# The Parts of a Graph

(KS2, Year 6)

## The X-Axis

The x-axis is the horizontal axis on a graph. The image below shows what we mean by the x-axis:The x-axis is labelled with numbers (0, 1, 2, 3...) so you can measure how far across the x-axis a point is.

## The Y-Axis

The y-axis is the vertical axis on a graph. The image below shows what we mean by the y-axis:The y-axis is labelled with numbers (0, 1, 2, 3...) so you can measure how far up the y-axis a point is.

## The Origin

The x-axis and the y-axis are at right angles to one another and cross at a point called the**origin**. The image below shows what we mean by the origin:At this point the value along the x-axis is 0 and the value along the y-axis is 0. The Cartesian co-ordinate of the origin is (0, 0). The origin is often denoted by the letter

**O**.

## Why Use Graphs?

Graphs are often used in mathematics to plot functions. Graphs can be very important in real life too. People often want to know the relationship between two things. For example, a scientist may be interested in how quickly a material heats up. He may heat a material, and measure its temperature at different times. A simple way of expressing this relationship would be to plot a graph of temperature against time: The axes are labelled with the quantity they are measuring, and the units of that quantity. In scientific graphs, the y-axis is used for the**dependent variable**- the output of the experiment. This is the thing the scientist is trying to measure; in this case, temperature. The x-axis is used for the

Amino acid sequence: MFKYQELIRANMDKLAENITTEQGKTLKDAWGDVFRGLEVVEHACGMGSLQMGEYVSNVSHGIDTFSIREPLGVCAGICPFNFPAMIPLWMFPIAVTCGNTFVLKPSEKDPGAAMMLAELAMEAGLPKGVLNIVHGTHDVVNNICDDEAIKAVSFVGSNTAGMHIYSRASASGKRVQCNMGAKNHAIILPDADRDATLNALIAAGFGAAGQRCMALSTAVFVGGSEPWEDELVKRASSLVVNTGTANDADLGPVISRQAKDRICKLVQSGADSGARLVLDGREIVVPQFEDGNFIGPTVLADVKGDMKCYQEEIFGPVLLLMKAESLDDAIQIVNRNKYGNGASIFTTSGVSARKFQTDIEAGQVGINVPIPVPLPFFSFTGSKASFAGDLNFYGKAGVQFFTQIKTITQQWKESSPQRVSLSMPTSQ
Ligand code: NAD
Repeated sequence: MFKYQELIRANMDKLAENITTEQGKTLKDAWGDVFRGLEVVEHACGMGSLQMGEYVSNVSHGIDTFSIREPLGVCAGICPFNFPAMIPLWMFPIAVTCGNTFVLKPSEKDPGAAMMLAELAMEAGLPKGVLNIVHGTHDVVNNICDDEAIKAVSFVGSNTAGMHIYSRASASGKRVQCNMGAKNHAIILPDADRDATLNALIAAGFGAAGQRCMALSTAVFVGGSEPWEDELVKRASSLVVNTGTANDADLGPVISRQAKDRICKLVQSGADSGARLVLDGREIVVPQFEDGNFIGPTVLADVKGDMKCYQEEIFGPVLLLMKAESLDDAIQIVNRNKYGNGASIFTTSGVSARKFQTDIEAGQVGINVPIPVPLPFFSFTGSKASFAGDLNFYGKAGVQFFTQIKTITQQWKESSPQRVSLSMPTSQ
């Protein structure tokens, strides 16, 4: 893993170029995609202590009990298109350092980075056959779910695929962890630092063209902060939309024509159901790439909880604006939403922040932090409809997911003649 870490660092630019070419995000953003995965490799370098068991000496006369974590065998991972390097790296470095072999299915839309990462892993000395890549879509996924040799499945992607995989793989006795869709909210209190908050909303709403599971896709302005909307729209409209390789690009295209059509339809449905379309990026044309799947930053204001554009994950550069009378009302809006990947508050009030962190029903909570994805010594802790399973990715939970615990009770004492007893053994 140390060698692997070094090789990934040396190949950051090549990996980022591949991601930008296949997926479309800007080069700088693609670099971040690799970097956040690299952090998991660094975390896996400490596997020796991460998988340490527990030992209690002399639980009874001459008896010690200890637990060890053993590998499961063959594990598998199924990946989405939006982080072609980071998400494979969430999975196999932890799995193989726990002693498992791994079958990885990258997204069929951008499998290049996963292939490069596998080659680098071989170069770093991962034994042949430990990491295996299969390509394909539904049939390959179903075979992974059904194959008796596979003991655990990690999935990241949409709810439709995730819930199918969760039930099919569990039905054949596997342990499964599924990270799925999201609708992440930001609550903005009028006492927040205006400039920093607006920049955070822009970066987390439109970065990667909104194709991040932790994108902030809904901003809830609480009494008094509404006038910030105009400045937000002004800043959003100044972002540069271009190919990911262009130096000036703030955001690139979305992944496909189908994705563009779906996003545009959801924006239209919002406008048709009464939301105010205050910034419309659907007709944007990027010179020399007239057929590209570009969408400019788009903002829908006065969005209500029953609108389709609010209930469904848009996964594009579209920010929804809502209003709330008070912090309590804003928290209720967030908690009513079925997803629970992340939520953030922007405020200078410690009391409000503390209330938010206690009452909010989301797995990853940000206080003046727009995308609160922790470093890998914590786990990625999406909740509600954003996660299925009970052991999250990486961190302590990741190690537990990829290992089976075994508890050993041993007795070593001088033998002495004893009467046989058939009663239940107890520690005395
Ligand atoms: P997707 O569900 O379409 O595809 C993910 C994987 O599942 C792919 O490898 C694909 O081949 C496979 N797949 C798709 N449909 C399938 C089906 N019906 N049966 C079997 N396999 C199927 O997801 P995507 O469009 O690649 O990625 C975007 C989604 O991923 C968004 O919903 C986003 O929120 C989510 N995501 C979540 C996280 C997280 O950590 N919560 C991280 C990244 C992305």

**independent variable**- the input of the experiment. This is the thing that is allowed to change to see if it affects the dependent variable; in this case, time.

## Four Quadrants

The x and y-axes can have positive and negative values. This means there are four quadrants made by the two axes.## Beware

## Label the Axes!

It is very important to label the x-axis with an x and the y-axis with a y! When graphs are used to plot relationships found in the real world, label the axes with what quantity they represent (temperature and time, for example) and also the units of those quantities (°C and s).## Pronouncing Axes

The word "axes" is the plural of axis. It is pronounced "ax-eez", not "ax-ez". In mathematics, a pair of axes should not make you think of this:## Worksheet

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